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Jan. 20-25, Tue-Sun 7:30p; Sat-Sun 2p. Tim Rice and Andrew Lloyd Webber’s irresistible family musical about the trials and triumphs of...
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One 2 Watch: Luis Varela-Rico
Story by Joseph Langdon
He’s making beauty take flight in the streets — with or without permission
A man in gray-rimmed glasses with long dark hair curling out from underneath a ball cap scans the intersection, the cameras.
“Always a little nervous,” he explains. On three sides loom massive ads for cut-rate lawyers. Is this a comfort? He gestures to a phone on the dash of his truck. “My dad’s number’s in there — call him and let him know if I get arrested?”
Twenty-eight year old Las Vegas artist Luis Varela-Rico has quickly gained notoriety for his guerilla installations around town. But unlike some street art, his work isn’t about breaking the law, challenging authority or even making a statement. He doesn’t mind going under his own name because his installations, while not legal, are not intended to deface any property. And they’re very pretty. All are variations on origami-style cranes and airplanes delicately crafted from thin sheets of metal.
“I want to consider them beautifying the area,” he says. “I’m just bringing it where people will appreciate it — it’s recognizable, simple, people get it.”
The native of Guadalajara, Mexico, has spent most of his life in Las Vegas and studied ceramics at CSN and UNLV, but it was his day job constructing elevators that helped give him the skills and insight to mimic origami in a slightly more durable medium (YouTube “steel origami” for a video of the artist folding cranes with a blowtorch).
“Everything I’ve ever done creatively is just a big snowball effect where one thing leads to another,” he says. “Accidents.” He knew he had a fortunate one when he stumbled on origami about a year ago, but it wasn’t until he began displaying his work en plein air that the cranes took off. After being turned down for a show at the Contemporary Arts Center in March, he decided to take his work to the streets and began hanging sculptures around the Arts District. Just two months later, the CAC offered him a roost in their display windows and soon the Brett Wesley Gallery snapped up the emerging artist.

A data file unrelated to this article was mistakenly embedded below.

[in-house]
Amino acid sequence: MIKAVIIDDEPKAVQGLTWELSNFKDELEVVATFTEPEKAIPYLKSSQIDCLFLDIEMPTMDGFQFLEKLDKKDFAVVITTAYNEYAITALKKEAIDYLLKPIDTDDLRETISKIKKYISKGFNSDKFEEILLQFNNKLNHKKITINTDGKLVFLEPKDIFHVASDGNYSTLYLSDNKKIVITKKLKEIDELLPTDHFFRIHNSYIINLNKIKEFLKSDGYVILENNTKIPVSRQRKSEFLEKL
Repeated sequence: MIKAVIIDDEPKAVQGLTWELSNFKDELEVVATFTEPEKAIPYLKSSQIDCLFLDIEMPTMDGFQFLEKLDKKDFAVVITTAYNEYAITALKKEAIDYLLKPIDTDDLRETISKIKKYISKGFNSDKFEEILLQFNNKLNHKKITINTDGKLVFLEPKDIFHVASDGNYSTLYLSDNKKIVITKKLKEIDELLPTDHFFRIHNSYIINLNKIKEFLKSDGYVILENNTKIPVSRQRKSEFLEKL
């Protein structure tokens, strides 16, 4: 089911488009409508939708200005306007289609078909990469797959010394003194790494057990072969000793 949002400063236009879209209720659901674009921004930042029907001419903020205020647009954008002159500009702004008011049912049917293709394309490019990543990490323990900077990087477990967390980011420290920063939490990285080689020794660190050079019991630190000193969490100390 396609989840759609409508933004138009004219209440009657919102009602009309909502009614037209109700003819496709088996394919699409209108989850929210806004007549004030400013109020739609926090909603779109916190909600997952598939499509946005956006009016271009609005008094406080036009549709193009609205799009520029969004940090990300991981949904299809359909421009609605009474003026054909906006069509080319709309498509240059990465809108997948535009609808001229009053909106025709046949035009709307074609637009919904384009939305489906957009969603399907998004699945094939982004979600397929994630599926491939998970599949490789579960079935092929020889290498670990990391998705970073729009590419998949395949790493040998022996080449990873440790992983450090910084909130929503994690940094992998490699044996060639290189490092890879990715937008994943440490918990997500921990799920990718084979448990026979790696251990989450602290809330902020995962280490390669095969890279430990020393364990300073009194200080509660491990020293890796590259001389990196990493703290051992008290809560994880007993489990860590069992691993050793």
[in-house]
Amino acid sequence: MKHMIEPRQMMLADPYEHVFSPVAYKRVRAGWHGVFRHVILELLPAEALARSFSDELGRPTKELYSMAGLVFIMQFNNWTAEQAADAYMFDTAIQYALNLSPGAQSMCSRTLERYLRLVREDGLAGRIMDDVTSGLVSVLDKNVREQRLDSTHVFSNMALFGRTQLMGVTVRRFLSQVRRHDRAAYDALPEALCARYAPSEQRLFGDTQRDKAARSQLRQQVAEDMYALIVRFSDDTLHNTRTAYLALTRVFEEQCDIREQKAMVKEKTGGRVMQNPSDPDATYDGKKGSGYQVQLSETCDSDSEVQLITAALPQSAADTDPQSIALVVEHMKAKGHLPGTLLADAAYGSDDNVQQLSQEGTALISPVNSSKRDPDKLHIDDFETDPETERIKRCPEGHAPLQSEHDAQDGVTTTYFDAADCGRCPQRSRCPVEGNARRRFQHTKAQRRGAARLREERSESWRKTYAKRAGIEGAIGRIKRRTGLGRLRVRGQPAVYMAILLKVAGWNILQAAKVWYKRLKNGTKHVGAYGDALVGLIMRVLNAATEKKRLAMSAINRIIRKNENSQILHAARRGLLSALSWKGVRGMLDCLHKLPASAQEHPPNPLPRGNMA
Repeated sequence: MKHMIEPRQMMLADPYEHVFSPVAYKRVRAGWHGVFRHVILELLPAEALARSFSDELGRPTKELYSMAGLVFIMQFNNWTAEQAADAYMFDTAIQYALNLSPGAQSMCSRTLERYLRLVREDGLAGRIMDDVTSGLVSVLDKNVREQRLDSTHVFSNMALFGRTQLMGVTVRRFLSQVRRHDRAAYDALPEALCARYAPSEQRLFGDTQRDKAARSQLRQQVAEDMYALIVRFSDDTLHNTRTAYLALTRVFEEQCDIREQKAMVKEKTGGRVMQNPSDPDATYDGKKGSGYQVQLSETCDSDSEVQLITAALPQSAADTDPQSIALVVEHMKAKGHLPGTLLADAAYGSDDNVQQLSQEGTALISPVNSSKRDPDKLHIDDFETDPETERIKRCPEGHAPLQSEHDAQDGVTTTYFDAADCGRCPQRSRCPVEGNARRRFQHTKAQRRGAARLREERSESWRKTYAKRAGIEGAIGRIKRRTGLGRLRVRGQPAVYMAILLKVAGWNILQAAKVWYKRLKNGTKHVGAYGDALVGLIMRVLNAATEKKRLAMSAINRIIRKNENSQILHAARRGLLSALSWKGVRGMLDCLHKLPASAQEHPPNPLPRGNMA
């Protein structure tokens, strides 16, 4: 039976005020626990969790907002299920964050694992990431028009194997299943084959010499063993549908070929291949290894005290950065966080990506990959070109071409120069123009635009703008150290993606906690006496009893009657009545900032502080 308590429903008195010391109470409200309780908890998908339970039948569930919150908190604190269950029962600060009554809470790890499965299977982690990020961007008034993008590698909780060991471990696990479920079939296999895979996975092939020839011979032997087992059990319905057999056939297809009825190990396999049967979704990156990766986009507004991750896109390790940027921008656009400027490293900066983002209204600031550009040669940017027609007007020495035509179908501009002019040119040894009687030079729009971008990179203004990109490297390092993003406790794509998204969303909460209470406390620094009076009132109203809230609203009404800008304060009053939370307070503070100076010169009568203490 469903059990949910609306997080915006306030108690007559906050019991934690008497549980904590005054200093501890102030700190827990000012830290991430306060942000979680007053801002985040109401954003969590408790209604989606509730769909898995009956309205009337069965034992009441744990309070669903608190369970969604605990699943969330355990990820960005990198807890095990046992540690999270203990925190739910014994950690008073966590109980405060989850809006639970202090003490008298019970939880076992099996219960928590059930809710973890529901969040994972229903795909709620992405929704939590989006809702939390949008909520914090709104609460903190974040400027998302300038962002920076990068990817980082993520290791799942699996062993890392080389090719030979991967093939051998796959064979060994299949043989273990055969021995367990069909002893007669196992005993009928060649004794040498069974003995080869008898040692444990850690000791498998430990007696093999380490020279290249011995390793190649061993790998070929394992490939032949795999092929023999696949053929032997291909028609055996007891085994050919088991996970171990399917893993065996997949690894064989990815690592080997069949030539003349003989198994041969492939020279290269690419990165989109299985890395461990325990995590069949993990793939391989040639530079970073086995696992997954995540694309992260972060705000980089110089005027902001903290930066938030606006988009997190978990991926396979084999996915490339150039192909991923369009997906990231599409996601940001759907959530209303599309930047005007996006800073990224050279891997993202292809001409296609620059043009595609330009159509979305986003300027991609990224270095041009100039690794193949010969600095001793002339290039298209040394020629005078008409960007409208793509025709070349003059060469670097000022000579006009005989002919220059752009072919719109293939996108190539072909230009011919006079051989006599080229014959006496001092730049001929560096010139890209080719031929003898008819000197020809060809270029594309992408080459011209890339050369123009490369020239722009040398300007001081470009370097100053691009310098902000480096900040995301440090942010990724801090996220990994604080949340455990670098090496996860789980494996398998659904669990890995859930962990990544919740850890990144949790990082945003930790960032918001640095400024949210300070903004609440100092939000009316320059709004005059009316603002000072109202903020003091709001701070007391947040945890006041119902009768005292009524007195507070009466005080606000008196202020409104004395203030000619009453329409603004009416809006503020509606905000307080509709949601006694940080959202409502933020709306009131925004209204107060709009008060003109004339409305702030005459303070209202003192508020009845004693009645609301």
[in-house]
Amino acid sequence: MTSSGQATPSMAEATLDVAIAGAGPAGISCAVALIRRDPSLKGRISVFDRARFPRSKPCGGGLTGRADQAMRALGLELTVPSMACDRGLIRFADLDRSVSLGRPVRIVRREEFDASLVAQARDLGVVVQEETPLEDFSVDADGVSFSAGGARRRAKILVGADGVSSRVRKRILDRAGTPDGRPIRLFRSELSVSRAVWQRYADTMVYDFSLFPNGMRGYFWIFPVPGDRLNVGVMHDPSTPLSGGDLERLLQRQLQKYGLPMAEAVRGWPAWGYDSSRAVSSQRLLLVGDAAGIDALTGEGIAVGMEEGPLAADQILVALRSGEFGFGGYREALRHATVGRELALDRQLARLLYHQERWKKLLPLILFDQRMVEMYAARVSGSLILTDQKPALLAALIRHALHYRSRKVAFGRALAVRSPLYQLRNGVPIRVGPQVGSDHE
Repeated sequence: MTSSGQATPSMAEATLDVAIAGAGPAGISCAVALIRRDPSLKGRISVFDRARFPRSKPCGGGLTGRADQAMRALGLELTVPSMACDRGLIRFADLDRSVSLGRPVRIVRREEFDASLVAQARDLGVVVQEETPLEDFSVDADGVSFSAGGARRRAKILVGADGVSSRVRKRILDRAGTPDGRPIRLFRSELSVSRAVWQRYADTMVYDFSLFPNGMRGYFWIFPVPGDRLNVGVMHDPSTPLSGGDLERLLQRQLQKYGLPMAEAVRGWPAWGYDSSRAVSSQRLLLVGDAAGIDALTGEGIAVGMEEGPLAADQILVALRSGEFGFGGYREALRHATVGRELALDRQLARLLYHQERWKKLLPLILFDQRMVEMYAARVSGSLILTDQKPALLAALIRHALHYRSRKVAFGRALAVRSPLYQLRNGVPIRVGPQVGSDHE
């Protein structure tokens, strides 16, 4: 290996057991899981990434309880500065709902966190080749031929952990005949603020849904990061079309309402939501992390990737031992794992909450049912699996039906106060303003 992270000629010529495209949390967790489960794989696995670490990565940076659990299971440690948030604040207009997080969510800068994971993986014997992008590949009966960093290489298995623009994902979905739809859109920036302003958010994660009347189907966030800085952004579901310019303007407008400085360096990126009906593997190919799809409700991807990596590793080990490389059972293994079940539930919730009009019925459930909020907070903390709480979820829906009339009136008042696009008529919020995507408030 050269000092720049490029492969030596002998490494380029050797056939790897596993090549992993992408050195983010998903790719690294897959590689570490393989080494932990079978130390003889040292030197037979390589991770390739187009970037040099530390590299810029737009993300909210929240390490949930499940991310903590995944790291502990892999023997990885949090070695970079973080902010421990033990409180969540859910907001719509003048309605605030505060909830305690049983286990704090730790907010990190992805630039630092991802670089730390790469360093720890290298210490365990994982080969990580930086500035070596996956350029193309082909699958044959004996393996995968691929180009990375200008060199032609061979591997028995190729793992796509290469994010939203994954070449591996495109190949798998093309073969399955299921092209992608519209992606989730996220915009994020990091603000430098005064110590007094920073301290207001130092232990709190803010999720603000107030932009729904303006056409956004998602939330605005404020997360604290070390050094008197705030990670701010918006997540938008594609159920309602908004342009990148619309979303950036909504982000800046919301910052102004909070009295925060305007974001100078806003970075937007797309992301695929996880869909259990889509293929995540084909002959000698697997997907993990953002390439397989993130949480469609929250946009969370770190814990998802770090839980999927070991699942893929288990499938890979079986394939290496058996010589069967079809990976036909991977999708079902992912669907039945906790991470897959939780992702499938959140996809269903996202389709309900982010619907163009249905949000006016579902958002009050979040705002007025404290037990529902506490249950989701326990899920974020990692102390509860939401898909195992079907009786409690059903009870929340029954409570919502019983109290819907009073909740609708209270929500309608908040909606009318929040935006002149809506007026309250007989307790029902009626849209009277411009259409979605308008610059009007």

“You see prints a lot, but it was so exciting to see someone doing guerilla art in 3-D,” says gallery director Victoria Hart, who first noticed his work dangling off a vacant property across the street. She pointed out the mysterious installation to painter Kevin Chupik, who happened to be a teacher and good friend of Varela-Rico, who happened to be standing right next to him. Now they’re planning a gallery show for sometime next year.
But that doesn’t mean Varela-Rico is grounding his work. In just a few minutes, in broad daylight, the deed is done: birds of folded metal swoop down off a speed-limit sign while a squadron of paper planes scrambles around the stop light on Charleston Boulevard. The artist is gone, disappeared into the city (more specifically, into the Bar + Bistro for a debrief and a beer).
Across the street, a lone man in a wheelchair waiting for the bus notices a strange new appendage on the street sign. He peers, approaches cautiously. Then, in the hot sun, he performs a slow tour around the post, gazing up at the cranes from every angle before retreating back to the shade of the bus shelter.
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